Gary Lindstrom pulls out of governor’s race
SUMMIT COUNTY ” State Rep. Gary Lindstrom’s fledgling, grassroots campaign for governor has been grounded before ever having a chance to really take flight.
Tuesday, Lindstrom, D-Breckenridge, announced that he was dropping his bid to be the Democratic candidate for the state’s highest office.
“The reason I’m dropping out is because I feel as though the time, money and other resources that it would take myself and Bill Rittter to win a primary is better spent to elect a Democrat governor,” he said pragmatically.
Lindstrom’s departure leaves just one announced Democratic candidate in the race ” former Denver District Attorney Ritter. GOP Congressman Bob Beauprez and University of Denver president Marc Holtzman are set to square off in the Aug. 8 Republican primary.
The self-proclaimed “outsider” candidate wouldn’t officially endorse Ritter, because of fundamental disagreements on a host of important issues, including abortion.
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“If no other Democrat enters the race, I would ask people to vote for Bill Ritter, but that falls short of endorsing him,” Lindstrom said.
“Because if I endorse him, I would be endorsing his platform, and there’s some things in his platform that I don’t agree with. He’s pro-life … I’m pro-choice. And he has publicly stated that many, many times.”
He added: “In addition to that, I think the thing that bothers me the most is the fact that he is not connected to rural Colorado. He was the Denver D.A., he lives in Denver. He’s been connected with Denver politics for many years. He’s a 17th Street lawyer, and the law firm that he worked for was a lobbyist law firm. And with all the stuff that’s been going on in Washington now, it’s not a positive thing to be known as a lawyer-lobbyist.”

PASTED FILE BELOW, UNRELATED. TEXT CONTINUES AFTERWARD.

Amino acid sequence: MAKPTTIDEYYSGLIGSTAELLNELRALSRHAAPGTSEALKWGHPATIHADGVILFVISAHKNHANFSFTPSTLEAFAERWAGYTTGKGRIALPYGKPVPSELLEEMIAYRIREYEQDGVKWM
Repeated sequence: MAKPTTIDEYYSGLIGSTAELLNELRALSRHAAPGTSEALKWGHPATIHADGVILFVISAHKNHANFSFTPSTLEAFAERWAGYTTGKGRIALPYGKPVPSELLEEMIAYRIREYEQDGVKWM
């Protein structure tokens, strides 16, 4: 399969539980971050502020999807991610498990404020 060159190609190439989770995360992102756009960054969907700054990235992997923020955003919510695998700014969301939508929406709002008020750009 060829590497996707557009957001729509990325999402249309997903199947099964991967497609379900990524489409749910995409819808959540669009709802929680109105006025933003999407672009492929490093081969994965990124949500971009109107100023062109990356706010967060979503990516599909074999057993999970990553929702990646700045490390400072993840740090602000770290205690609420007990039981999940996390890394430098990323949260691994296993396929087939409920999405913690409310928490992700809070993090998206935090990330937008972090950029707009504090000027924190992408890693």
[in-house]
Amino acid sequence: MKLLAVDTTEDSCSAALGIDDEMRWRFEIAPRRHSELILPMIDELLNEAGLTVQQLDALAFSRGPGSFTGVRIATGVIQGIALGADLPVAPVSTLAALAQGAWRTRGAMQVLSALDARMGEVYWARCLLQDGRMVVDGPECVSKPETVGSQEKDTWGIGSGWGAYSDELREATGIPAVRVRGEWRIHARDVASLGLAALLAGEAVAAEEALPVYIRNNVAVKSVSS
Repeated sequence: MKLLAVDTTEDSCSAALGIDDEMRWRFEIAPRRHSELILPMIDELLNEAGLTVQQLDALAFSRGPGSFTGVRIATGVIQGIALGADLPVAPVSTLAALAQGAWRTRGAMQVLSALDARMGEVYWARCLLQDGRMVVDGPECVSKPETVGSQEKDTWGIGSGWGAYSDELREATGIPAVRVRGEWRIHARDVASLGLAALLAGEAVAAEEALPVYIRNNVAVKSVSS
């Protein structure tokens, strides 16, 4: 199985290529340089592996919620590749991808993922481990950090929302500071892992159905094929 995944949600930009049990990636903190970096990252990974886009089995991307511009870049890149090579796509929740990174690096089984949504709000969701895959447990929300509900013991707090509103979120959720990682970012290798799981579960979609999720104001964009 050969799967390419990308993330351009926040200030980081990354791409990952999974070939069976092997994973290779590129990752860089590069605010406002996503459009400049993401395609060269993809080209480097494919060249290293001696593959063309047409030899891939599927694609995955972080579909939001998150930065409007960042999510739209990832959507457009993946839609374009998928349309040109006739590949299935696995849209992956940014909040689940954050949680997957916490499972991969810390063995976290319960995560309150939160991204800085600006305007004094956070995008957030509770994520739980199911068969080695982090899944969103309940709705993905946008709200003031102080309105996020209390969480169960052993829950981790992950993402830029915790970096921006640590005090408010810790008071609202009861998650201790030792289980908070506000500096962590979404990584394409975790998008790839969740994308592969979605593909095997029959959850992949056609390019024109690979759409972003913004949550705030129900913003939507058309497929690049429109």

In announcing his leaving the governor’s race, Lindstrom also dropped a a bombshell.
“I’m not running for reelection. There are a couple of people who I know are interested in running, and they’ll be coming forward soon.”
Among the reasons he gave for his decision not to seek a new term in the House was to spend more time with his ailing wife. She suffers from multiple sclerosis, and currently resides in a nursing home in Boulder.
“Being a politician I’ve only been able to spend one day a week with her, and I’ll have more time to take care of her,” he said.
When asked about his political future, though, he didn’t close the book.
“I’ll always be looking at options. I’m never going to say never. But I never had any intention of staying in the House for a long period of time. I probably would have been a two or three term kind of guy. But I think right now because of the time and effort that I’ve put into the governor’s race, I’m just not inclined to want to run a campaign for the House of Representatives.”
Lindstrom has 10 months left in his House term. He says he will serve that out, and has no intention of resigning now.
For a collection of columns by Gary Lindstrom, visit http://www.summitdaily.com/garylindstrom